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I can honestly say that I enjoyed the ten hours I spent mostly listening to him talk, and that I was genuinely moved by much of what he had to say about life, family and (occasionally) financial institutions. The details of his “departure,” as he called it, strained the limits of credulity, but the tears he cried behind bars, when he told me he’d probably never hug his children again, were as real as any I’ve ever seen.
A family dispute is flaring in a cramped kitchen in southeast Atlanta when Ashley Gibson arrives. Gibson is five foot three, with pearl earrings and pink-painted fingernails, her hair swept into a high bun that recalls her cheerleading years. Despite her slight stature, Gibson doesn’t flinch.
Thirty-seven years ago, at age twenty-seven, James Bodiford quit a job selling magazines to attend law school. In 1985 he was appointed chief magistrate judge of Cobb County, and in 1994 he was elected to Superior Court. Bodiford has presided over some of the region’s most prominent trials.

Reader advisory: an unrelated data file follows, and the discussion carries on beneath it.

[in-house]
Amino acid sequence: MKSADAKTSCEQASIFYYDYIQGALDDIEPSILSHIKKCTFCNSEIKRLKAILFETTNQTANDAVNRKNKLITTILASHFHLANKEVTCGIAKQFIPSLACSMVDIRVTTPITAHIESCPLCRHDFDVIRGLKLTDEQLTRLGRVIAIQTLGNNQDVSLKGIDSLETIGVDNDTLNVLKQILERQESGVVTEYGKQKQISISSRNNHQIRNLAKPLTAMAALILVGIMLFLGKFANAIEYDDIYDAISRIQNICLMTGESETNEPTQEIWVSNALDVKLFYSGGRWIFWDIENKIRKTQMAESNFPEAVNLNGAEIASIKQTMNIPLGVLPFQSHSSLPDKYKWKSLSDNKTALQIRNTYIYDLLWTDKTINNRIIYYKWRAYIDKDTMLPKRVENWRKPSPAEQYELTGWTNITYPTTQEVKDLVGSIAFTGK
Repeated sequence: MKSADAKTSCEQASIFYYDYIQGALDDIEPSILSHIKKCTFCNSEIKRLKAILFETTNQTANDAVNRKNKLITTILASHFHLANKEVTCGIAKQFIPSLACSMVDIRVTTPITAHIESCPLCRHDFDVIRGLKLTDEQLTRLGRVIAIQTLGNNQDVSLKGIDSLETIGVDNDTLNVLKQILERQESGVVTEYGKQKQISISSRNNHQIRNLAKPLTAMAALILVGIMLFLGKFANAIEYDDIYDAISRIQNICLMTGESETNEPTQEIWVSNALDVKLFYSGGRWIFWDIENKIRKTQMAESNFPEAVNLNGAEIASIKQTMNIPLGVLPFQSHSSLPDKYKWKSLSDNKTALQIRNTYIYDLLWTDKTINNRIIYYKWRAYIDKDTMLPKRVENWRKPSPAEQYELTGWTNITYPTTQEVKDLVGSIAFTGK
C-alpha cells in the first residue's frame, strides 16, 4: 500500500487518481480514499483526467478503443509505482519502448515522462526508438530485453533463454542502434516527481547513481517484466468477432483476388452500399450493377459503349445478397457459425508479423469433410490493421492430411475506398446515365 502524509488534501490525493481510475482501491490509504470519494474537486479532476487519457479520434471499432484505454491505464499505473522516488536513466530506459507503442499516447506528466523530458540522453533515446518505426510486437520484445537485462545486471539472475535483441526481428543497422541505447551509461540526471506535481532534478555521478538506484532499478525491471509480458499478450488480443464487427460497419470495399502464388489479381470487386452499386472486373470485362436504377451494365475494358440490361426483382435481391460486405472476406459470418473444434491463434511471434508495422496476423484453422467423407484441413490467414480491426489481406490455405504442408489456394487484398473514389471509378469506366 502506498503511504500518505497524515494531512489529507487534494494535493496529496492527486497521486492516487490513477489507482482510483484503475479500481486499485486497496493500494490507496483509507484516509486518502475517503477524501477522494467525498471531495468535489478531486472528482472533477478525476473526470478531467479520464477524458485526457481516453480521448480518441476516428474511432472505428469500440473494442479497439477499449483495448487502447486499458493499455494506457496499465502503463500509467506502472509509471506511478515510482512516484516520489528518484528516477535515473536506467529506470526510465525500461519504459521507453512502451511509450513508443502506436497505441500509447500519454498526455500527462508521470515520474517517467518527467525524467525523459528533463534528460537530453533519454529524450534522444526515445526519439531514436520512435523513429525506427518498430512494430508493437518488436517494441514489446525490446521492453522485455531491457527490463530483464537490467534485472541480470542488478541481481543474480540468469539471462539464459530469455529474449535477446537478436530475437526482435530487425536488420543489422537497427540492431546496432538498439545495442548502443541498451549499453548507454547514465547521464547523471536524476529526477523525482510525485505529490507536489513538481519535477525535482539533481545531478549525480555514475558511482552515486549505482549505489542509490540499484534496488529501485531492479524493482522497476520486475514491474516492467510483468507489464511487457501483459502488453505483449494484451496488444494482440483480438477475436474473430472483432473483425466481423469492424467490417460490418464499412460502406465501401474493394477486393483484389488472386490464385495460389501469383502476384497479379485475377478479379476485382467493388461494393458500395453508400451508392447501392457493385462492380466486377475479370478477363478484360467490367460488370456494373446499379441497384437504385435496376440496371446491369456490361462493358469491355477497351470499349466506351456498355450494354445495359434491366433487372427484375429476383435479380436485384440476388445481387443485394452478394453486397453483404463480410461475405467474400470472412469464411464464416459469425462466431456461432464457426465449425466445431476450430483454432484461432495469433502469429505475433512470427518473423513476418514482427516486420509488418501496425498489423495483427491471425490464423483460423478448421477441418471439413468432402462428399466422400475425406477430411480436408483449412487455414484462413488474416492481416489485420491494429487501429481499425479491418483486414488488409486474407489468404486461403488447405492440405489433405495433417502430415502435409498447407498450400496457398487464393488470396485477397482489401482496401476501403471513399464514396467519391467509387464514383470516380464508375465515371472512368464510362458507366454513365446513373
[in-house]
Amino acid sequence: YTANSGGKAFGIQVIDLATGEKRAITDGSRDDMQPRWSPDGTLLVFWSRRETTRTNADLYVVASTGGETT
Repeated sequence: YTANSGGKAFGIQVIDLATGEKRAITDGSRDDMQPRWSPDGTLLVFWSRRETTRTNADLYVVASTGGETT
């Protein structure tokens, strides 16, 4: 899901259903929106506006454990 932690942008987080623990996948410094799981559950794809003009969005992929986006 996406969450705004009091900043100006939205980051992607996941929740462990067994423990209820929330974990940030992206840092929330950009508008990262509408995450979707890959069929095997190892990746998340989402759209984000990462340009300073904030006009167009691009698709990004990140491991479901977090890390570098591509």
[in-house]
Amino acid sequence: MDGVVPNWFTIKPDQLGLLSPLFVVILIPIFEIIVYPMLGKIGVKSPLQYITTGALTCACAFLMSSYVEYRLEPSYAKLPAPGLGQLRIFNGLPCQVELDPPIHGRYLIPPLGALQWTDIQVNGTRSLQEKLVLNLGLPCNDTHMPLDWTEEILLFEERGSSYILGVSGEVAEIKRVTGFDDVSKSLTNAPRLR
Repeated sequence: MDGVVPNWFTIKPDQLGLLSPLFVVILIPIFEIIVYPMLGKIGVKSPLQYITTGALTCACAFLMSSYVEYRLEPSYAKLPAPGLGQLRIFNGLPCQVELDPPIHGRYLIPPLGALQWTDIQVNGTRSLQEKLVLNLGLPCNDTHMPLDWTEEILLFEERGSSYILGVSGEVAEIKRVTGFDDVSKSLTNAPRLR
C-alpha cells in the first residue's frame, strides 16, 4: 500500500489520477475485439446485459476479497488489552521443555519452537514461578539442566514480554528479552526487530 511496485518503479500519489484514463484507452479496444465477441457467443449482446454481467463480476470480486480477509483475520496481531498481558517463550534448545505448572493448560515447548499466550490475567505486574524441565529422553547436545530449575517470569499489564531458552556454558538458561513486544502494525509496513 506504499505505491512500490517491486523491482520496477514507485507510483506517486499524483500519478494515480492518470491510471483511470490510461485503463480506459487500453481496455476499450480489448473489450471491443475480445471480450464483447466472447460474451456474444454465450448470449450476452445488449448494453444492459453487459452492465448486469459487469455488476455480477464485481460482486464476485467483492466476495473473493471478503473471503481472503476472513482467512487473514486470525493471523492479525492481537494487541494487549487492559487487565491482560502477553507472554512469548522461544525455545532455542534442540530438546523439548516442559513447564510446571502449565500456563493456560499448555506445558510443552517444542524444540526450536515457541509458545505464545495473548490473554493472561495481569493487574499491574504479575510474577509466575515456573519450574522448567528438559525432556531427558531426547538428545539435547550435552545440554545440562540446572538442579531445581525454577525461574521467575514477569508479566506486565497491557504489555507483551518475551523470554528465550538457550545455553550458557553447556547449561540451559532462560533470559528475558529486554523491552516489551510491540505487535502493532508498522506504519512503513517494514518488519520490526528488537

A gunshot rang out the morning of December 31 last year, and it’s been echoing in Eugene Thomas’s mind ever since. Thomas and his fiancee live on a cul-de-sac in a sleepy neighborhood. Police and firefighters have honored the couple for their volunteer work with neighborhood youth.
In August 1844, a New Englander by the name of Jonathan Norcross opened a sawmill at the corner of Decatur and Pratt streets; powered by a blind and ancient horse, it was the first manufacturing operation in Marthasville, the little town sprouting around the terminus of the Western and Atlantic railway.